I Waited for Obama

Updated: Feb 21, 2019

From Creative Commons

February 20, 2019

12:30 pm

Rumors that former President Barack Obama's daughter, Sasha, was touring UNC spread around campus like wildfire.

While I was walking to the UL to study before Spanish, a group of students sprinted by me. When I asked one of the students what was going on, she told me that Obama was on campus.


Barack. Obama.

It made sense... Obama was supposed to attend the UNC-Duke game happening that night.

With my caramel mocha in hand and a croissant wrapped up in my backpack, I sprinted to Carolina Hall. Outside was a herd of students forcing their way into the building. Tour guides with frightened prospective students scurried away from the scene. All of us were screaming. I aggressively drank my coffee, so much so that some of it got on my nose. I don't know how this happened.

The weather: 34 degrees. Rainy. Possible flurries.

Our noses were running, but not as fast as we were.

"HE'S AT SOUTH BUILDING!" Someone screamed in the distance. Immediately, hundreds of students sprinted to South. We stood outside the building and lined the street, cutting tour guides off from the Old Well.

Oh, to be touring UNC today...

12:50 pm

Someone drove past us. They asked what we're doing there. I yelled "Obama!"

Everyone was amused. I was proud.

Minutes later, people start screaming and running towards Franklin street.


There's no way.

I know there's no way that Barack Obama would stop at the cheap burrito place everyone went to at 3 am when everything else was closed and they weren't down for Waffle House.

Did I run anyway?

You bet I did.

On our way, I came up with a theory that they were redirecting us so that the Obamas could leave in peace. Multiple people said that was smart. The experience of running was fun in itself. I'm surprised I didn't fall over -- my shoes were drenched.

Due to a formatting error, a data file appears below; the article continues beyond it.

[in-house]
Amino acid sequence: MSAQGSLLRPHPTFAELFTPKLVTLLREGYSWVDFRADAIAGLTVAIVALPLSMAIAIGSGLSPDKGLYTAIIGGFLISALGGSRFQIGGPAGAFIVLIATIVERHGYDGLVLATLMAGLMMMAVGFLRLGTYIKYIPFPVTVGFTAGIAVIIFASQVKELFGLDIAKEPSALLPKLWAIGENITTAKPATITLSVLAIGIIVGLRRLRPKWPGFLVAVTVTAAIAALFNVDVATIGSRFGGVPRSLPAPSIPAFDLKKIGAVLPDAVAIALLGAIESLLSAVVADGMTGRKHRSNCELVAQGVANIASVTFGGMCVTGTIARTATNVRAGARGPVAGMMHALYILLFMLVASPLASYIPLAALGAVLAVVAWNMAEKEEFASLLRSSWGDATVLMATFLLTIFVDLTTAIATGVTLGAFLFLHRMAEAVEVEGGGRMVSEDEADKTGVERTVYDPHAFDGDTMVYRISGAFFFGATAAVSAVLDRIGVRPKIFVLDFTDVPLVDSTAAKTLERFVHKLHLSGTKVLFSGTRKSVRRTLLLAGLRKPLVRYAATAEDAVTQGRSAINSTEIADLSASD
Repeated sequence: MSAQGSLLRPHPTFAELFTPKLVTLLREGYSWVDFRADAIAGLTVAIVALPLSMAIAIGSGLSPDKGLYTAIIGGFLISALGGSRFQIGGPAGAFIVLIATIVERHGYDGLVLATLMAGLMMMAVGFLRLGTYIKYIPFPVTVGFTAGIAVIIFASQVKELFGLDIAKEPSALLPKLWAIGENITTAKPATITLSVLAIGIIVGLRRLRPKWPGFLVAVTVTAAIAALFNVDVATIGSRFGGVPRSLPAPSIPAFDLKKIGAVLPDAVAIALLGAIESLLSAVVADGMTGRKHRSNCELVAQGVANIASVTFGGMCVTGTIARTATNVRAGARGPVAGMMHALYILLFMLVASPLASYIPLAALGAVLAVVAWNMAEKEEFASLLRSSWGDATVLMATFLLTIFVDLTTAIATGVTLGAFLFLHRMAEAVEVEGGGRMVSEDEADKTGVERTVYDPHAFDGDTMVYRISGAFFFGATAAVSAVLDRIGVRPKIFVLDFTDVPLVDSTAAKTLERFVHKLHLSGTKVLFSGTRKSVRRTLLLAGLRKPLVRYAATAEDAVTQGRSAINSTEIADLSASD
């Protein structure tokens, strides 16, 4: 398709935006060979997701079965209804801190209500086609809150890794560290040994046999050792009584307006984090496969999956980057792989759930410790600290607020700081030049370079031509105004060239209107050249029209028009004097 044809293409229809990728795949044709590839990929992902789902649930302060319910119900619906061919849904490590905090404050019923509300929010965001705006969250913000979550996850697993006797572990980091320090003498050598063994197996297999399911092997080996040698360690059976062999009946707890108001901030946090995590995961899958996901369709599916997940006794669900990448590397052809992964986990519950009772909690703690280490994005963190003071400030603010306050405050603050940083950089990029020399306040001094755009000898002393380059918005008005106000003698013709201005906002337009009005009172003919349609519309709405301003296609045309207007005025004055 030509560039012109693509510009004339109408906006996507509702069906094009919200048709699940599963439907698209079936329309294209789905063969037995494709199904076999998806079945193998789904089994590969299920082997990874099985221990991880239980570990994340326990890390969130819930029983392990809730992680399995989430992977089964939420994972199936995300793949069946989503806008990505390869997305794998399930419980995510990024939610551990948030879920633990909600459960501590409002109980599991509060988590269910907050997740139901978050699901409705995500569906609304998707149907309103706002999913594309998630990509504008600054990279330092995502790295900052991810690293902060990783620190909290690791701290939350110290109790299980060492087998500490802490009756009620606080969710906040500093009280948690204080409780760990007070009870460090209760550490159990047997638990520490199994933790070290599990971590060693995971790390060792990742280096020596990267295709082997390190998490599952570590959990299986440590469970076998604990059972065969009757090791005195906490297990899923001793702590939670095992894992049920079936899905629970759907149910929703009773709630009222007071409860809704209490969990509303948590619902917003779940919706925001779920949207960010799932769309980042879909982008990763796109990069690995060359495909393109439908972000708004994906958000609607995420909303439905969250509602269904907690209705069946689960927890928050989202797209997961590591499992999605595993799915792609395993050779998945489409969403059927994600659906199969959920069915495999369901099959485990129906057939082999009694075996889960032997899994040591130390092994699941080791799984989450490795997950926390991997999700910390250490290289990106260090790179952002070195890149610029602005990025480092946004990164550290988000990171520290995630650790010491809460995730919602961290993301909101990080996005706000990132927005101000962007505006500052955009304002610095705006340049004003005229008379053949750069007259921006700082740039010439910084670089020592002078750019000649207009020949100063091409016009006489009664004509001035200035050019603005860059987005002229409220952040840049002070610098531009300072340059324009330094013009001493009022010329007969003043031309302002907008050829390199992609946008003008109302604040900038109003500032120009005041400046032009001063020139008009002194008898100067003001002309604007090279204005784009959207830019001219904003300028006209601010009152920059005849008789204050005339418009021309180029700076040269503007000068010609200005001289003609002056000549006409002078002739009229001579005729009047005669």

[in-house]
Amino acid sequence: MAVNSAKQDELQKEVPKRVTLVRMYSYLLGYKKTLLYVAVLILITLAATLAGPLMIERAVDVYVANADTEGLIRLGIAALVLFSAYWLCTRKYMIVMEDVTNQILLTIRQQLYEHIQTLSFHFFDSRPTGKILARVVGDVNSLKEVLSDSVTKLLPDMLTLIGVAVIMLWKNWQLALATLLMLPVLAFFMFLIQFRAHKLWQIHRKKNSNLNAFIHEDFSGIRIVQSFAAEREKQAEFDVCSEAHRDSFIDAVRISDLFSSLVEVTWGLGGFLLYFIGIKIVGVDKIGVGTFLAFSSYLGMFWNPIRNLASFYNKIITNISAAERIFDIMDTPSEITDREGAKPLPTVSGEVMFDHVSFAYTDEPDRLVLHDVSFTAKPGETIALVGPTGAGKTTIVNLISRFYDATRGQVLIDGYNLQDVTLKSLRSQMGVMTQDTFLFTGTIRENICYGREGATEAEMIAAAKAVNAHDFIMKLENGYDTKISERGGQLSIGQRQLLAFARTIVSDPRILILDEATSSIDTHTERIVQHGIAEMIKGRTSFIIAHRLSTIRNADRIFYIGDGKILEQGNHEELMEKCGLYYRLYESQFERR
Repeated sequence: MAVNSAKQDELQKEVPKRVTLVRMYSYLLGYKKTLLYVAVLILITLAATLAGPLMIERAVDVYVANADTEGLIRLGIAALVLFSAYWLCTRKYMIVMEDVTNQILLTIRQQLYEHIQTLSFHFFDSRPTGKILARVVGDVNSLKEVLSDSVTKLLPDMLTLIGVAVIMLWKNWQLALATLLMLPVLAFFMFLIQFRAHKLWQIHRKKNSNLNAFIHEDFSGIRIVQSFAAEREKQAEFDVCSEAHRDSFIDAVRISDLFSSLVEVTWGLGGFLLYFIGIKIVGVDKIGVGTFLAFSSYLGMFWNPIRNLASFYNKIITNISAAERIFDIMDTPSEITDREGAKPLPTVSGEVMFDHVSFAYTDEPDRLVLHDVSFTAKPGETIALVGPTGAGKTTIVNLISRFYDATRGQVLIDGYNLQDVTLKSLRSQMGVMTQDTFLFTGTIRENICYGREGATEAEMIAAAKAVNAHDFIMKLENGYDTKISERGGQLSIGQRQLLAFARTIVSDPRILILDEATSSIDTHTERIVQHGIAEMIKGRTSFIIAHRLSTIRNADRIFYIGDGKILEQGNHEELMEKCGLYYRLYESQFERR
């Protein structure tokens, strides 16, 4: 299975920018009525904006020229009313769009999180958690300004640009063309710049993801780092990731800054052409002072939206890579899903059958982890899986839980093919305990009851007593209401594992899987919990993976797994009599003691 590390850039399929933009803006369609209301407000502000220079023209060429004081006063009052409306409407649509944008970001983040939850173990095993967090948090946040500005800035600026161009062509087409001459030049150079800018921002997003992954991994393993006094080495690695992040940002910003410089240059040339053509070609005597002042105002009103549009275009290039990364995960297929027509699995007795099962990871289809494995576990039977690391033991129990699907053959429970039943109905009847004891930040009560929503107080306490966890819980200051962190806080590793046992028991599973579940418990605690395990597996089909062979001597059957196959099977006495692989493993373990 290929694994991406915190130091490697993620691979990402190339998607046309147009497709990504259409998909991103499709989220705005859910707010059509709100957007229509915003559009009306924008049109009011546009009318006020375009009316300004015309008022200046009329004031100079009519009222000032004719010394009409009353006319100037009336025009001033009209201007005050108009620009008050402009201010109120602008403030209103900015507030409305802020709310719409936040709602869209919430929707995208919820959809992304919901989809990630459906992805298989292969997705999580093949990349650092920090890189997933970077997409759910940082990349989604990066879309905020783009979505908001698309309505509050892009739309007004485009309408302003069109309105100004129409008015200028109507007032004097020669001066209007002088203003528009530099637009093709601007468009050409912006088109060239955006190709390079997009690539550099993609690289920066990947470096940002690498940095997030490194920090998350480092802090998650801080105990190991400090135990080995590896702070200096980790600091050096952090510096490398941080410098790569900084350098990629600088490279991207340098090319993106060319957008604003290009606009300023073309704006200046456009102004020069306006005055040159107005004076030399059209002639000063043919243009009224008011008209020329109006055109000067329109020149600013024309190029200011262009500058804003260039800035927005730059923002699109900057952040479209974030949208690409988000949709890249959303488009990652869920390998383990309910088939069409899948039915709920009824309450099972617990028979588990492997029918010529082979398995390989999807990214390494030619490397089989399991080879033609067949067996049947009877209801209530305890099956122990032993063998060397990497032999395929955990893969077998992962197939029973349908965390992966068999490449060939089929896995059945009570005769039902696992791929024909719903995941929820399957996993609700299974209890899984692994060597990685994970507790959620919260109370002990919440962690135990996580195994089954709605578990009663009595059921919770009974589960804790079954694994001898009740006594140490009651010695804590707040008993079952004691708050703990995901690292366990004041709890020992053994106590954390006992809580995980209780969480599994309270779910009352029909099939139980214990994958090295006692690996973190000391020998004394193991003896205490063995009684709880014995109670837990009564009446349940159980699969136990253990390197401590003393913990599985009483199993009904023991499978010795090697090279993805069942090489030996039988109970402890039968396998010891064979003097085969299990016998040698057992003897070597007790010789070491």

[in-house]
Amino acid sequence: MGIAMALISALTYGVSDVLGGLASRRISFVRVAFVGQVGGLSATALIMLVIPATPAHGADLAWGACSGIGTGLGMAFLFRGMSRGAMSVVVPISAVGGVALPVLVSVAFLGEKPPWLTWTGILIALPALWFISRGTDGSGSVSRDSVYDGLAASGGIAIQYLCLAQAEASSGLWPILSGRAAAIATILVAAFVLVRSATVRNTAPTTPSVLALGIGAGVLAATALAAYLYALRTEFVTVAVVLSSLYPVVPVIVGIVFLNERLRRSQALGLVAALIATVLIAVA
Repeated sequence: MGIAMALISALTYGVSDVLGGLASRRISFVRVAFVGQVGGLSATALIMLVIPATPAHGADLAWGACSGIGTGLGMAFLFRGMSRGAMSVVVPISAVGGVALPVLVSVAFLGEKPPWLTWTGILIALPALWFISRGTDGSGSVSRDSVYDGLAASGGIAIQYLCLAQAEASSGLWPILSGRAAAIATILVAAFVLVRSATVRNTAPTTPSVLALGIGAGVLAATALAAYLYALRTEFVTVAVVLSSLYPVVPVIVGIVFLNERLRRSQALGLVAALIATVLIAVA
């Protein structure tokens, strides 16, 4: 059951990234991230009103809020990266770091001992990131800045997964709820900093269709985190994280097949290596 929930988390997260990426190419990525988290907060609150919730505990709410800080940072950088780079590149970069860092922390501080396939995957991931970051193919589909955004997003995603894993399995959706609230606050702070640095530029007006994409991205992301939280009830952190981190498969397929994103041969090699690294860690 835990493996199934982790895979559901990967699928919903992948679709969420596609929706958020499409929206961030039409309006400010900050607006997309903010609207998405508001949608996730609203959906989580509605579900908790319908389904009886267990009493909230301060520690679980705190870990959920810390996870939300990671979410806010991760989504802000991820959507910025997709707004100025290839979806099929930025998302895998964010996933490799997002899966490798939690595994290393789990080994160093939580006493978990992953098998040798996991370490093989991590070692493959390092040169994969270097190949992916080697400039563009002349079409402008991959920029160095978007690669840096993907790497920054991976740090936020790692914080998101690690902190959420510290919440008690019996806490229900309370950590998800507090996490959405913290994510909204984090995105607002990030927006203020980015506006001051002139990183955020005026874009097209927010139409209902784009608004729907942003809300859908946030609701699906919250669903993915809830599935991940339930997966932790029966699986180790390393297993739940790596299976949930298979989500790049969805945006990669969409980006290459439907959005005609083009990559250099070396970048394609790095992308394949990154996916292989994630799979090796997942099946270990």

1:05 pm

I see a good friend of mine who is about to go to class. She asks me about Obama. I tell her we just did a lap around Franklin Street, passing Top of the Hill, Ackland, and even the spider. She is impressed and tells me to keep her updated.

1:15 pm

I should have been in class. Where was I instead? Outside of South Building. My hair was drenched and I swear there were some flurries falling down and blowing in the wind. I was freezing. I pulled out my phone and took a picture, while people began to ditch the expedition. I posted on instagram:

Although my hair was wet and cold, my skin looked great in that image. Again, I was proud.

1:30 pm

No sign of Obama yet. People in South Building are taking videos of the students outside. I never signed a waiver for any of this. A security guard has been circling South Building, and we didn't know what that was about.

1:40 pm

There was only a few people left outside. I cross the street from where I was standing and meet up with them. We noticed that one of the windows in South building was covered with a tarp. A man came up to us and admitted he sent students running the other way.

2:00 pm

We're all freezing. I gave us the nickname "Obama Buddies." Everyone liked it. My third proud moment of the day.

2:30 pm

We're inside South Building. There's about eight of us, and we're waiting patiently. I pulled the croissant out of my backpack and chowed down. Sprinting nearly a mile is not easy. There's a crowd of people outside yet again, but they don't know we're inside. It's warm in South, and I'd never been in there. This was an experience.

2:43 pm

One of the Obama Buddies (we'll call her Julia to protect her identity) decided to grab lunch and try to figure out the tea. She gave me her number, and we kept each other updated on the lack of events.